David Cameron’s good news attempt is pure spin,they are not good news at all, unemployment down, to many being kicked off of benefits, inflation down, but only because of price cutting by the retailers. a million jobs created in the private sector over the last two years, that doesn’t even cover the amount of new entries to the jobs market. so all in all we are stuffed, and next year there will be massive job losses from the closure of retailers who are bankrupt, and the businesses that cant hang on much longer. the whole world is still shedding jobs. so dream on tory boys, and hope that when the nightmare begins, it doesn’t last to long. this isn’t a recession or even a depression, it is a total collapse of an outdated obsolete corrupt economic system, and the only thing keeping it going is the trillions being pumped into it.


    How reassuring it would be for the No.10 Press Officer (there should only be one) to one day announce that . . . . “There will be no press releases for the next month and that, other than his duties in the House of Commons, the Prime Minister will remain at his desk to ensure full implementation of the literally hundreds of initiatives he has, seemingly day in day out, announced since taking office (even though almost 50% of them are EU obligations over which he has no discretion, and the other almost 50% are things that are either none of any Government’s business, or more often, way way beyond any competency it might even in its wildest dreams possess)!”

  • 2trueblue

    The best thing Cameron could do right now is shut up. the less he says the less gets reported/misreported.

  • Torontory

    ‘…….in an economy where we’ve created a million private sector jobs in the last two years’.
    I really hope this is mis-reporting, as this is Labour/Gordon Brownspeak. Governments do not create jobs in the private sector – only private enterprises do. Please god he doesn’t really think that – just failed to spot a drafting error by his officials.

  • mcclane

    Jack Dromey is Harriet Harman’s househusband. I wouldn’t want to hear their pillow-talk.

    • mcclane

      Probably much the same as Yvette’s and Ed’s.

      • telemachus

        High power economics

        • iviv44

          only in their dreams.

          • telemachus

            Yes it is the stuff of dreams
            Osbornomics is clearly the stuff of nightmares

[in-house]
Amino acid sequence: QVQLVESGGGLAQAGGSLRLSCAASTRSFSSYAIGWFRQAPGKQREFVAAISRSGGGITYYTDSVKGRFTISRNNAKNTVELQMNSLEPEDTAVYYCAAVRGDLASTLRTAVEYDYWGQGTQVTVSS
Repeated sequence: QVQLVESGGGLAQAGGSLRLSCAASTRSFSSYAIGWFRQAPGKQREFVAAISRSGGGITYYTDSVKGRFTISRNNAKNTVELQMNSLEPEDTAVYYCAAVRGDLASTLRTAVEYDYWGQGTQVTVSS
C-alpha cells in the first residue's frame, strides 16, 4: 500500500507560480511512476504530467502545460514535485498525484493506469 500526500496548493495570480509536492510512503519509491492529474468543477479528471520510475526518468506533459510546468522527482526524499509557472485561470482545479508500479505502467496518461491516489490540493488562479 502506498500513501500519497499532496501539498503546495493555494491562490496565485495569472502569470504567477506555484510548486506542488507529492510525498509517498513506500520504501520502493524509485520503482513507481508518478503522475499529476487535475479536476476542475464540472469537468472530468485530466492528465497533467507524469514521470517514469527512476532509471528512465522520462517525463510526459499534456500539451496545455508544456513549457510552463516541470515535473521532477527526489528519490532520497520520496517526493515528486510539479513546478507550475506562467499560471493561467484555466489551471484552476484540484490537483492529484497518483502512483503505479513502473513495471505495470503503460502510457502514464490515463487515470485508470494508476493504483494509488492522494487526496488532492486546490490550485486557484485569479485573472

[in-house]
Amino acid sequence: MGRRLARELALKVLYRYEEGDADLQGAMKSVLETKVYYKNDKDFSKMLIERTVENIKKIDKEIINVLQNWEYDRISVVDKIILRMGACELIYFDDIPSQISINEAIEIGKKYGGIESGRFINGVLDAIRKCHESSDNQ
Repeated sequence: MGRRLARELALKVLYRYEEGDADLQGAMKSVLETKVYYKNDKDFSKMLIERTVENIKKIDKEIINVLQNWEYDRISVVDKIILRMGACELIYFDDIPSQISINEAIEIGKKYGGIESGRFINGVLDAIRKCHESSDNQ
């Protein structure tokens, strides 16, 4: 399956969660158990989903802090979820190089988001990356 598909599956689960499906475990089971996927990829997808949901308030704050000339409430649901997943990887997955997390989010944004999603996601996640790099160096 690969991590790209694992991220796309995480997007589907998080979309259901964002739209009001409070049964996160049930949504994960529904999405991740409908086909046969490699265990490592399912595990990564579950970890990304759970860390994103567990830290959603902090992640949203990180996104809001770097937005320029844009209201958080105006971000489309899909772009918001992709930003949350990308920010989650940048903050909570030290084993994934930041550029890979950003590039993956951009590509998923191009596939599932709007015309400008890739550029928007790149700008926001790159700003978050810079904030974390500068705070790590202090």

• toco10

    We know you struggle with your job Isabel and it certainly shows in this inept post.You are clearly far more interested in tittle tattle than substance probably because it is easier for you to comprehend.A fall in inflation,lower unemployment and a fall in waiting lists in our hospitals seem to me the subjects a Prime Minister should focus on rather than media trivia.Methinks it is time for you to apply for a job which is considerably less demanding in terms of sorting the wheat from the chaff.

    • toco11

      Toco10 – you are a pleb

    • IsabelHardman

      thank you toco10 – I do read these comments and appreciate your feedback as I am indeed very new in this job and learning a great deal. I think if you read back through Coffee House, you’d see we covered the inflation and employment stories. My point in this post, though, is that Cameron is doing himself no favours on this matter: his energy announcement, which was a serious and well-intentioned idea, became a row because he fluffed it in the chamber. If he wants coverage of what is going well for the government, then being petulant when he does appear in the Chamber is not going to help that. I’m afraid that news involves reporting the trivial and childish behaviour of politicians as well as their detailed policy announcements, and I do wish sometimes that watching an episode of the Thick of It didn’t feel quite so much like real life.

      • toco10

        You miss my point entirely-your piece is nothing less than trivia and fluff.Have another read and consider it against the major issues which concern those outside the Westminster bubble.

      • Doppel1800

        I think it is very gracious of you to reply to “toco10″s remarks. I don’t think he deserved one. I wish you good luck in your job. FWIW though, I think Cameron has sounded touchy and irritated for a long time.

      • Rhoda Klapp

        Isabel is my new heroine. I appreciate that she is serving an apprenticeship in which she is required to present us with a lot of trivial nonsense. That is just the nature of things. But she stands up for herself in these comments and it is clear that she observes rather more than she is allowed to write. It is the more senior contributors who we must hold responsible for shallowness and triviality.

  • Vulture

    But I thought Cameron was an experienced PR man…didn’t he head up PR at Carlton TV? Whatever happened to Carlton, btw?……hang on…

    • telemachus

      Forget toco10
      We welcome your stoking diverse debate.
      This post so clearly demonstrates that Cameron and his team have lost direction and momentum.
      I am almost embarrassed to be thinking of attacking them
      I pity them
      And that is the saddest of comments on politicians